Exclusive-U.S. Treasury Discuss Cryptocurrency Stablecoins
According to three people who were present at the meeting, the U.S. Treasury Department met this week with several industry participants to discuss the benefits and risks of stablecoins, a rapidly-growing type of cryptocurrency. Its value is tied to traditional currencies.
Washington policymakers are concerned about the rapid growth of cryptocurrency markets, which surpassed a record $2 trillion in April. According to CoinMarketCap, the market cap for stablecoins was approximately $125 billion as of Friday. These relatively new products are not subject to financial regulations. U.S. financial regulators are currently trying to understand the risks and potential opportunities presented by cryptocurrencies to traditional U.S. finance system. They plan to publish a number of reports about the subject in the coming months, they said.
Janet Yellen, Treasury Secretary, stated that the government should quickly establish a regulatory framework to stabilizecoins and fahrenheit robot trading.
Three sources confirmed that Treasury officials met this week with executives from the financial sector to discuss possible stablecoin regulation. Two people stated that officials had asked them whether stablecoins could be subject to direct supervision if they became extremely popular. They also discussed ways regulators could reduce the risk of too many people cashing in their stablecoins simultaneously and whether major stablecoins should have traditional assets backing them.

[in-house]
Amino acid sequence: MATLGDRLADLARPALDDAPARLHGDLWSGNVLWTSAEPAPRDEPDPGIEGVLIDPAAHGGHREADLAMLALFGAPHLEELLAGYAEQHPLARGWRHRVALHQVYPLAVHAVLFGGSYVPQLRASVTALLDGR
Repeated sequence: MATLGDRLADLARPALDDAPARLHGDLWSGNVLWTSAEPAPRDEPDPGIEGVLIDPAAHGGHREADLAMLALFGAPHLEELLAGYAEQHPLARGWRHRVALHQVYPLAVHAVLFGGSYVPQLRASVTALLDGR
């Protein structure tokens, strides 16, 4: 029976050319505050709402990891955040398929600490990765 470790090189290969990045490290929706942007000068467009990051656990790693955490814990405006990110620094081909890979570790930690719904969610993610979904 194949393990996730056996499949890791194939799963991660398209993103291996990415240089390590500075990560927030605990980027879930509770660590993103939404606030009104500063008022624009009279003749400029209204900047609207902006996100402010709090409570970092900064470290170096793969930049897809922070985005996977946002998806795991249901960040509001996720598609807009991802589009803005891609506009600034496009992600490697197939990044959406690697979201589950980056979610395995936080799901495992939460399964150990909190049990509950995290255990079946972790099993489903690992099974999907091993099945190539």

One person said that officials also wanted to know how stablecoins should have been structured and how they could be used. Another person said that Treasury officials met earlier in the week to discuss similar issues with a group bank and credit union representatives. This person said that Treasury officials seemed to be collecting information but did not share their ideas on how stablecoins should regulate.
This week's meeting information is expected to be used to shape the Treasury report on stablecoins that will be released in the next months. John Rizzo, Treasury spokesperson, stated that the department was examining the "potential benefits as well as risks of stablecoins to users, markets or the financial system."
As the work continues, Treasury Department is meeting a wide range of stakeholders including consumer advocates and members of Congress,
Washington policymakers are concerned that the growth of privately-operated currencies could threaten their control over the financial and financial systems, increase systemic risk, encourage financial crime, and cause financial loss to investors.
According to them, the U.S. Securities and Exchange Commission and the Commodity Futures Trading Commission, the Federal Reserve and the Office of the Comptroller of the Currency also work on fahrenheit system pro cryptocurrency projects.
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